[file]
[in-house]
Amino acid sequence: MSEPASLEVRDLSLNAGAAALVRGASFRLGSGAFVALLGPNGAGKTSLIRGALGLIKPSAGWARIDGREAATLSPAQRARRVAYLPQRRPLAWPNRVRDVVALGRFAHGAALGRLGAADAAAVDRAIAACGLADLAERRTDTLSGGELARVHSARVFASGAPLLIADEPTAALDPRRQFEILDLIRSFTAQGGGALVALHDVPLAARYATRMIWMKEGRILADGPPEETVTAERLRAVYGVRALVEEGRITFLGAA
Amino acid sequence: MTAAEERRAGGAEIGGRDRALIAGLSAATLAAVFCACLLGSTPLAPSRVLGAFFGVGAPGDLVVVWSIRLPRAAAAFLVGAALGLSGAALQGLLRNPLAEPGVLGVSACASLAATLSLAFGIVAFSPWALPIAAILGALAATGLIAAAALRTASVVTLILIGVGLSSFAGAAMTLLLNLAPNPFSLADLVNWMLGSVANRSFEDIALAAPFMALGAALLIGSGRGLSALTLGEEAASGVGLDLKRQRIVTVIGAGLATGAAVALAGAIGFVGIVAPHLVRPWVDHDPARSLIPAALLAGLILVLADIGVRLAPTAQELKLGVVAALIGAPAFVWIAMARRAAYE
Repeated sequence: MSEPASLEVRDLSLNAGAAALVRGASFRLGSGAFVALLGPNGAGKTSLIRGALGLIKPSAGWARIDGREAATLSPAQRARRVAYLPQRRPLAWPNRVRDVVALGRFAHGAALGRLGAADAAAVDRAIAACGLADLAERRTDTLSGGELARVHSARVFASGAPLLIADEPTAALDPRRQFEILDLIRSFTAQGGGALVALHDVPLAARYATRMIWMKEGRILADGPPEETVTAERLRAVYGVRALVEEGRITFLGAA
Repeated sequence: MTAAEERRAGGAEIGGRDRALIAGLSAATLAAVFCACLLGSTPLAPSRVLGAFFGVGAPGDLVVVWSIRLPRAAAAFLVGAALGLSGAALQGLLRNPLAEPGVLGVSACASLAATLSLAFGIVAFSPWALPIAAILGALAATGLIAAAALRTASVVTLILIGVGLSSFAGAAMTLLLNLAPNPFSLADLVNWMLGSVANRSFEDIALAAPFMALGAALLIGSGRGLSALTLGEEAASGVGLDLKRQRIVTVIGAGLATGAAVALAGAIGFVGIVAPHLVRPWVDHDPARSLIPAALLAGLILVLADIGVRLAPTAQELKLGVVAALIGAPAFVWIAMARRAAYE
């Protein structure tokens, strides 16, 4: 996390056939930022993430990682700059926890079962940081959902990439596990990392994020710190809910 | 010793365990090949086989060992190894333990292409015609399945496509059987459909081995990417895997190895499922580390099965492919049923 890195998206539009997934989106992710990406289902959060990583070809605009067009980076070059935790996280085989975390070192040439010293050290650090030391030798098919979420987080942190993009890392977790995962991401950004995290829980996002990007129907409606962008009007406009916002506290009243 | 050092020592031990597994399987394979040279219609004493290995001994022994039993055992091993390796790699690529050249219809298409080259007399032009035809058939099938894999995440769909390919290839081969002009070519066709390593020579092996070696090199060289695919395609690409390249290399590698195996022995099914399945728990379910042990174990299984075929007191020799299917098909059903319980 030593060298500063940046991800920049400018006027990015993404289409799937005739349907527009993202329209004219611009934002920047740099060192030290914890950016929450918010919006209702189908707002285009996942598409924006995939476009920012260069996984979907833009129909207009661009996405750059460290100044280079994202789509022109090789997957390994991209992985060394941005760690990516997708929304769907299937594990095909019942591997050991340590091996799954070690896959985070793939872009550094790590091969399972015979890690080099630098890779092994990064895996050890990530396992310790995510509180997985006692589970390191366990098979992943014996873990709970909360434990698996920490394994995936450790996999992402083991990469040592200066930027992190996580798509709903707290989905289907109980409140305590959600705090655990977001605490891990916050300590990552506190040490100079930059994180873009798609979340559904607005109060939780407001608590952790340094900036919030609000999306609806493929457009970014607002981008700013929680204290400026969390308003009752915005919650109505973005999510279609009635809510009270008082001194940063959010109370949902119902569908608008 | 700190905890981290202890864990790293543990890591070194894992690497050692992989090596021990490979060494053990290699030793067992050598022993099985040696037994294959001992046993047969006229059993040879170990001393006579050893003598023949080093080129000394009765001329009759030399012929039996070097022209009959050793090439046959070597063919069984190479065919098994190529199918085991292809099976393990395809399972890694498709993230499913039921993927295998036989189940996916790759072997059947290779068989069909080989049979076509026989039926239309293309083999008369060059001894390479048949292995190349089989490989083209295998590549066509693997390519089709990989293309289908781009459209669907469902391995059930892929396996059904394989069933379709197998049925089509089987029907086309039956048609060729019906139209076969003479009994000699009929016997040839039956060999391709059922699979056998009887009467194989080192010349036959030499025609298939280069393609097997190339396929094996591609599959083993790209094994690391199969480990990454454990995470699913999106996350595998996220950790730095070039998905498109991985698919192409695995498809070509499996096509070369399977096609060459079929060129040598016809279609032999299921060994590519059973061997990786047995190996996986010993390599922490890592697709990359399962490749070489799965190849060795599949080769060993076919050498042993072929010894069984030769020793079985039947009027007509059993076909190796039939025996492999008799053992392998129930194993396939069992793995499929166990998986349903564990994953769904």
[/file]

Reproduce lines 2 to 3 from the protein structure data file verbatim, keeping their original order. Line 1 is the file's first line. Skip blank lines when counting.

Amino acid sequence: MSEPASLEVRDLSLNAGAAALVRGASFRLGSGAFVALLGPNGAGKTSLIRGALGLIKPSAGWARIDGREAATLSPAQRARRVAYLPQRRPLAWPNRVRDVVALGRFAHGAALGRLGAADAAAVDRAIAACGLADLAERRTDTLSGGELARVHSARVFASGAPLLIADEPTAALDPRRQFEILDLIRSFTAQGGGALVALHDVPLAARYATRMIWMKEGRILADGPPEETVTAERLRAVYGVRALVEEGRITFLGAA
Amino acid sequence: MTAAEERRAGGAEIGGRDRALIAGLSAATLAAVFCACLLGSTPLAPSRVLGAFFGVGAPGDLVVVWSIRLPRAAAAFLVGAALGLSGAALQGLLRNPLAEPGVLGVSACASLAATLSLAFGIVAFSPWALPIAAILGALAATGLIAAAALRTASVVTLILIGVGLSSFAGAAMTLLLNLAPNPFSLADLVNWMLGSVANRSFEDIALAAPFMALGAALLIGSGRGLSALTLGEEAASGVGLDLKRQRIVTVIGAGLATGAAVALAGAIGFVGIVAPHLVRPWVDHDPARSLIPAALLAGLILVLADIGVRLAPTAQELKLGVVAALIGAPAFVWIAMARRAAYE